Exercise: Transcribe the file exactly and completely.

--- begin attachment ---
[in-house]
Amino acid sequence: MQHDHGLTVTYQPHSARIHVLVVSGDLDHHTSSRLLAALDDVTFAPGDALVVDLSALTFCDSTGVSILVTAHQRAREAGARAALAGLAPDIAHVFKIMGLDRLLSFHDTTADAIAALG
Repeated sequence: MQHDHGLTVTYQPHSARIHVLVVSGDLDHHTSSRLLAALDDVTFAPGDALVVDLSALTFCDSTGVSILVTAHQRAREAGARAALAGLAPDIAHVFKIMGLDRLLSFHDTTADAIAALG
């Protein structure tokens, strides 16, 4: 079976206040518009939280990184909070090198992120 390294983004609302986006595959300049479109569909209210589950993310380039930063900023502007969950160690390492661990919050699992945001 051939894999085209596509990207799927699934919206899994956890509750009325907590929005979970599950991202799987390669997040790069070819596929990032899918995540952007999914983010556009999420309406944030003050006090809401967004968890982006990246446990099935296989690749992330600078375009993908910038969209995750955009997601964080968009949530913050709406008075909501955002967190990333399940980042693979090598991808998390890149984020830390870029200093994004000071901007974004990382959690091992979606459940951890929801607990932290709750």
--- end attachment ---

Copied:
[in-house]
Amino acid sequence: MQHDHGLTVTYQPHSARIHVLVVSGDLDHHTSSRLLAALDDVTFAPGDALVVDLSALTFCDSTGVSILVTAHQRAREAGARAALAGLAPDIAHVFKIMGLDRLLSFHDTTADAIAALG
Repeated sequence: MQHDHGLTVTYQPHSARIHVLVVSGDLDHHTSSRLLAALDDVTFAPGDALVVDLSALTFCDSTGVSILVTAHQRAREAGARAALAGLAPDIAHVFKIMGLDRLLSFHDTTADAIAALG
């Protein structure tokens, strides 16, 4: 079976206040518009939280990184909070090198992120 390294983004609302986006595959300049479109569909209210589950993310380039930063900023502007969950160690390492661990919050699992945001 051939894999085209596509990207799927699934919206899994956890509750009325907590929005979970599950991202799987390669997040790069070819596929990032899918995540952007999914983010556009999420309406944030003050006090809401967004968890982006990246446990099935296989690749992330600078375009993908910038969209995750955009997601964080968009949530913050709406008075909501955002967190990333399940980042693979090598991808998390890149984020830390870029200093994004000071901007974004990382959690091992979606459940951890929801607990932290709750």